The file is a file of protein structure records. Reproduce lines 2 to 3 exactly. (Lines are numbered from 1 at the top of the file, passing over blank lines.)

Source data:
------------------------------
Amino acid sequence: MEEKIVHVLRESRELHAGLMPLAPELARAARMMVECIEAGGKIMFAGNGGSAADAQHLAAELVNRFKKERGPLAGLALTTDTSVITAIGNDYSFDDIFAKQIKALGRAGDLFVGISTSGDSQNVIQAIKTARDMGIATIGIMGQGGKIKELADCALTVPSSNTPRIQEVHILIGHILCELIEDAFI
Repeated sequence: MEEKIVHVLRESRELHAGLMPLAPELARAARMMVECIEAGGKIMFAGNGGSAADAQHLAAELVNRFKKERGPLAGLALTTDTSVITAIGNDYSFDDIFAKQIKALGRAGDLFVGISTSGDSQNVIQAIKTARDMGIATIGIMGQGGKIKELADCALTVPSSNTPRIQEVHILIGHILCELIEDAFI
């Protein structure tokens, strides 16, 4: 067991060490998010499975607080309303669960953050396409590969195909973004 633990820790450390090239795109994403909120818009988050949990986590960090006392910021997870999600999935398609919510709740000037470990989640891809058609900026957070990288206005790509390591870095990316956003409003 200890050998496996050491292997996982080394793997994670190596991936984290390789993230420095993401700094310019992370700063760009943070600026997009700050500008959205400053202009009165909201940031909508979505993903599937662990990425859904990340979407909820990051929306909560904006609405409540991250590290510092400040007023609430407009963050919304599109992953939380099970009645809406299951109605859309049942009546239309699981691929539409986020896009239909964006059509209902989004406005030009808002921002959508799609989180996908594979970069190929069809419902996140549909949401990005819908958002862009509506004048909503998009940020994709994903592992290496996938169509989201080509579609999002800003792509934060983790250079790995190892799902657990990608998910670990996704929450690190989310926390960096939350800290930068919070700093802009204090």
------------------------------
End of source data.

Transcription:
Repeated sequence: MEEKIVHVLRESRELHAGLMPLAPELARAARMMVECIEAGGKIMFAGNGGSAADAQHLAAELVNRFKKERGPLAGLALTTDTSVITAIGNDYSFDDIFAKQIKALGRAGDLFVGISTSGDSQNVIQAIKTARDMGIATIGIMGQGGKIKELADCALTVPSSNTPRIQEVHILIGHILCELIEDAFI
């Protein structure tokens, strides 16, 4: 067991060490998010499975607080309303669960953050396409590969195909973004 633990820790450390090239795109994403909120818009988050949990986590960090006392910021997870999600999935398609919510709740000037470990989640891809058609900026957070990288206005790509390591870095990316956003409003 200890050998496996050491292997996982080394793997994670190596991936984290390789993230420095993401700094310019992370700063760009943070600026997009700050500008959205400053202009009165909201940031909508979505993903599937662990990425859904990340979407909820990051929306909560904006609405409540991250590290510092400040007023609430407009963050919304599109992953939380099970009645809406299951109605859309049942009546239309699981691929539409986020896009239909964006059509209902989004406005030009808002921002959508799609989180996908594979970069190929069809419902996140549909949401990005819908958002862009509506004048909503998009940020994709994903592992290496996938169509989201080509579609999002800003792509934060983790250079790995190892799902657990990608998910670990996704929450690190989310926390960096939350800290930068919070700093802009204090």